Hilarious AA speaker, Karl M. shares from his heart a wonderful story about his journey from active alcoholism to recovery. He highlights the importance of one alcoholic working with another, and how that is the foundation of the program.
Alcoholics Anonymous in its purest form
I saw other people that were going to two or three meetings over that weekend. I learned something about how we go to meetings of Alcoholics Anonymous. I am going to correlate it to a football team. Now, a football team is out there on the field for one reason, and one reason only, to win the game. How do they win that game? They make a plan in the huddle, run a play, and then make another plan together, and so on. This is exactly what we do here in Alcoholics Anonymous, and the game around here, is one day without a drink. If you do that one day at a time, you’re a big winner. How do we do that one day at a time? Well, we run in here and we huddle up. In the huddle we say, “Everyone remember we’re bodily and mentally different from our fellows.” Then we go out there in the world and we try a little of this and we try a little of that.
I remember in my Navy days, on our ship there was one other sober member of Alcoholics Anonymous. He was waiting for me, and his name was Bob W.. He was fourteen months sober and he became my first sponsor even before I asked him. He could care less whether I wanted him to be my sponsor or not. He was trying to save his own life, and he was all over me. He had me as a captive audience, and at times I would feel like jumping off the ship to get away from him. I’m really, really grateful for this guy though. We were the blind leading the blind in my first two years of AA sobriety. I was a nomad. Our ship went up and down the west coast, up into Alaska, down to South America, and out to Hawaii. He and I would go to meetings wherever we could. When the ship was out at sea, I would meet him at end of the ship, way down in this little battery shop in this little room at the bottom of the engine room.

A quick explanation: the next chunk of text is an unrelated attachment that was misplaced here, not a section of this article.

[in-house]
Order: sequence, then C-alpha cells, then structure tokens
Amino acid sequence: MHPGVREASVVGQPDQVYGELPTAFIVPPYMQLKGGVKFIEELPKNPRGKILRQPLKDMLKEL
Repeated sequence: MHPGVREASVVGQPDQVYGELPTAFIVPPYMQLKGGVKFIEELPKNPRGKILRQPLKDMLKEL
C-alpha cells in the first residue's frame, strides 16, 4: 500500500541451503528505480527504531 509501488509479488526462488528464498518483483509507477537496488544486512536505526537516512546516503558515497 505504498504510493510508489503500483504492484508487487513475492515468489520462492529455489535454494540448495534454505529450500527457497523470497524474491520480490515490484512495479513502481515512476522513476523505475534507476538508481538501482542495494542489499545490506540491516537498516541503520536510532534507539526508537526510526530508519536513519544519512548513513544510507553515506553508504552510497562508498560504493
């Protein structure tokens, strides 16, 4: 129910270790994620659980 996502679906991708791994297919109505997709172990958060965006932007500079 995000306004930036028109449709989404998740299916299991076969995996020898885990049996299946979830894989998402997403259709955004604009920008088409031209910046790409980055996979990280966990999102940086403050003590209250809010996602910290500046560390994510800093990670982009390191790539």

I remember the very first night that I met him down there, he had that blue book with him and he tossed it down the table. He asked, “Have you read it?” I said, “Yes. There’s something like how it works. We antagonize some doctor with an opinion about something.” Just remember, he was fourteen months sober at this time. He kind of didn’t know what he was doing. He opened up the book and he started to read, when he was tired, I would read. I really think that Alcoholics Anonymous in its purest form is the blind leading the blind. We were two guys trying to have an experience with the Big Book of Alcoholics Anonymous and we didn’t even know what that experience would be.
Note: Karl’s story highlights that one alcoholic can help another regardless of how much time they have. There are many misconceptions out there about length of sobriety before working with others. In Karl’s experience, the man who saved his life was sober only a couple months over a year. While each group and each sponsor may have a different opinion on this matter, the undeniable truth is that one alcoholic talking to another can be a catalyst for a life-changing spiritual experience.